Plus 2

By Max Kvidera | November 01, 2009

Most of the time, he and his drivers set cruise control at 60 mph. Beyond that, drivers are allowed one hour a day at 65 mph for passing slow traffic, Kufahl says. He also has his engines’ rpm set to enhance fuel efficiency, not speed.

“Some people will say they can’t make good time,” he says of slower speeds. “But if they would keep the left door shut, they can make time. I’ll see some of the same owner-operators pass me three or four times.”

Kufahl’s also committed to aerodynamics. His Cascadias are spec’d with 72-inch raised roofs, short wheelbases, chassis skirts, aerodynamic bumpers and direct-drive transmissions. He added a cab heater to reduce idling. Two of the three trailers he owns are outfitted with Freight Wing skirts from in front of the landing gear to the trailer end and an ATD Dynamics trailer tail. “When I skirted my trailer, I pulled a full mile to the gallon better,” he says. “That doesn’t count the trailer tail or nose gap fairing.”

Kufahl also is teaming with his son to develop an extreme prototype truck-trailer gap reducer to almost totally prevent gap drag. “My goal is to have the truck and trailer touch going down the road,” he says.

Kufahl recommends taking advantage of the U.S. Environmental Protection Agency’s SmartWay Transport program (, which details how effective various fuel-saving measures are.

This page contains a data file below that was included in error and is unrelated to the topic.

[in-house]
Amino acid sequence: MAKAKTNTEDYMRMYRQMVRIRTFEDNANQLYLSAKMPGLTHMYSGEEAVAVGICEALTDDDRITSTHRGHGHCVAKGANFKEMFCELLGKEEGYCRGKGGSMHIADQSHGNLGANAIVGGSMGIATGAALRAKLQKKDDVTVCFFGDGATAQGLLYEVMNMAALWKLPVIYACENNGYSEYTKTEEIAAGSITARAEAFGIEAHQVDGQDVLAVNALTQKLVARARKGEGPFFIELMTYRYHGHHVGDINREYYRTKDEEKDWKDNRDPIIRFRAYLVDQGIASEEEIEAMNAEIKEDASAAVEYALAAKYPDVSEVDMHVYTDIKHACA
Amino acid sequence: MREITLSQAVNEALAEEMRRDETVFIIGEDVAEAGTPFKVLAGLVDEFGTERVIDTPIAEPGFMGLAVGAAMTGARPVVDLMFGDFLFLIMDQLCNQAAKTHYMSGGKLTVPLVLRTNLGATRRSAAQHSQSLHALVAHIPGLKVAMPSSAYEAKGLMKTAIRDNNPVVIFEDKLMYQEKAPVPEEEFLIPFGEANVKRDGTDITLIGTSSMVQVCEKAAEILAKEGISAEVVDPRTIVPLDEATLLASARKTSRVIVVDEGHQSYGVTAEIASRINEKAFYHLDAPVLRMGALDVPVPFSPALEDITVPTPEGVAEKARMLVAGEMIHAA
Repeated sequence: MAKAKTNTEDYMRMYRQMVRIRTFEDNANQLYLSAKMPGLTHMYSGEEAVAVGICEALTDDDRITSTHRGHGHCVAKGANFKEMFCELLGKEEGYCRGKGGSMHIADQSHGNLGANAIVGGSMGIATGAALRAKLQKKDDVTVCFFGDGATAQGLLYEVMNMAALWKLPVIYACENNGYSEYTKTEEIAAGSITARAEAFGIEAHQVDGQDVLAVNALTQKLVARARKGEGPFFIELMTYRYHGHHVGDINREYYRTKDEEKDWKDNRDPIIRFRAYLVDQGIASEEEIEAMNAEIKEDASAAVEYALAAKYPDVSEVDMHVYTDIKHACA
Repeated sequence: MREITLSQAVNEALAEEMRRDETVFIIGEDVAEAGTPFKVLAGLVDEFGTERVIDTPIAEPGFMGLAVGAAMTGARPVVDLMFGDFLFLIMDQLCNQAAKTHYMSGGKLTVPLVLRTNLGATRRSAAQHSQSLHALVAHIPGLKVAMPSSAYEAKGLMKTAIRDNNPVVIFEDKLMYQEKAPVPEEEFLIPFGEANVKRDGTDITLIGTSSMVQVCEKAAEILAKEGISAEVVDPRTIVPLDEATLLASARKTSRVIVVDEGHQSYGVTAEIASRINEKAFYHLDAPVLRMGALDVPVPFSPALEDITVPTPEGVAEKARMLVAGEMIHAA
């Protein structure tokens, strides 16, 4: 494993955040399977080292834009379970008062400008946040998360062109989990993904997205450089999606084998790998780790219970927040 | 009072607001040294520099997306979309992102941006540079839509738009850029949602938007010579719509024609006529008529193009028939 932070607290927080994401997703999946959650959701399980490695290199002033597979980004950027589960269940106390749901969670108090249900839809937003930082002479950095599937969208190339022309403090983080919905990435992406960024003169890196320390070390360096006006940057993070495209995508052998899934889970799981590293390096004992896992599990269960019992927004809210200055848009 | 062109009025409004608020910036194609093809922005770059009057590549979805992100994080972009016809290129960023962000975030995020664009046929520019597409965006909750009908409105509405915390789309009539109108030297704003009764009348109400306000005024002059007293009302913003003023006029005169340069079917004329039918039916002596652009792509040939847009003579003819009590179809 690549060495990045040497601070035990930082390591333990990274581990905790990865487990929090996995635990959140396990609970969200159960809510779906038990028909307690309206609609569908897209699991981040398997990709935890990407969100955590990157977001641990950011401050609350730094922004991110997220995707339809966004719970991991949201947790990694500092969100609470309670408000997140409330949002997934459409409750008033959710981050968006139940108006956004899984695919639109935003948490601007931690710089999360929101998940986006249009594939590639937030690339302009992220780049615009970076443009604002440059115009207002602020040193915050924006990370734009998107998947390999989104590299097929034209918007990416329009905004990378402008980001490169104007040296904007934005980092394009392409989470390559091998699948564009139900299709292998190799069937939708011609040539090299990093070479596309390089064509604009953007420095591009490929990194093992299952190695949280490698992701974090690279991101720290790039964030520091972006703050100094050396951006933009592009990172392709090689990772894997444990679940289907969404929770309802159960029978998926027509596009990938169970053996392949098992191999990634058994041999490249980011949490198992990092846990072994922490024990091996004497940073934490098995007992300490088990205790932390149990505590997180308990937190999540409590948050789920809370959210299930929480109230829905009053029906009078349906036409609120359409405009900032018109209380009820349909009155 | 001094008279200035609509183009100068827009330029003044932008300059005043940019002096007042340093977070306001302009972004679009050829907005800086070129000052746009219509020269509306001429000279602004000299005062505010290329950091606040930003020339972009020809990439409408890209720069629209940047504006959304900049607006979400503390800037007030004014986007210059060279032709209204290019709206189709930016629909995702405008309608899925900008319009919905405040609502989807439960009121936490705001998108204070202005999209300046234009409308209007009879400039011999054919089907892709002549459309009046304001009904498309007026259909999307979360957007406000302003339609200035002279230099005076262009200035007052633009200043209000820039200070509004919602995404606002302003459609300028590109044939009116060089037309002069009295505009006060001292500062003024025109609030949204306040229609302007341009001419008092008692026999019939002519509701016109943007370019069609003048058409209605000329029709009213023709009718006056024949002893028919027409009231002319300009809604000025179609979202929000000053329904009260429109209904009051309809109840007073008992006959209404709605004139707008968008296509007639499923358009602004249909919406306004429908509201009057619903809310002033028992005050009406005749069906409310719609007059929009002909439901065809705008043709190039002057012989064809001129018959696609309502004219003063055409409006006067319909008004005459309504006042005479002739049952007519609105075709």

A mix of strategies

Gary Adams, an owner-operator for 39 years from Garland, Texas, has achieved around 8 mpg with three different trucks. With his current tractor, a 2000 Kenworth T600, he regularly gets 6.7 to 6.9 mpg, and once got 8.5 mpg.

This is his first truck with a Caterpillar engine after years of going with Detroit Diesel engines. At first he was getting about 5.5 mpg, but he’s increased it with a combination of aerodynamics, rpm adjustment and other things.

Adams, leased to Admiral Merchants, would prefer to drive a classic, boxy-hooded truck, but since 1992 he’s bought the T600 for fuel economy. “I like a W900 better, but the T600 has a shorter turning radius and is more aerodynamic,” he says.

“Keep as low a profile as you can. Don’t allow much space between the back of your cab and your trailer or load. That makes a big difference for me.”

Keeping his rpm between 1200 and 1500 when shifting, Adams says, boosts his mileage further. He typically runs the speed limit, but would drive slower than that if he didn’t have as many time-sensitive loads.

After researching various products to save fuel, Adams says he’s found good results with the Aircell Intake Spacer. It spins air as it passes from the turbo to the intake manifold, purportedly creating “better atomization of fuel and air,” according to the company’s website.

He recommends knowing your route options well enough to make choices that can enhance fuel economy. For example, “Cement gives you better mileage than asphalt, which seems to roll under your tires a bit,” he says. strives to maintain an open forum for reader opinions. Click here to read our comment policy.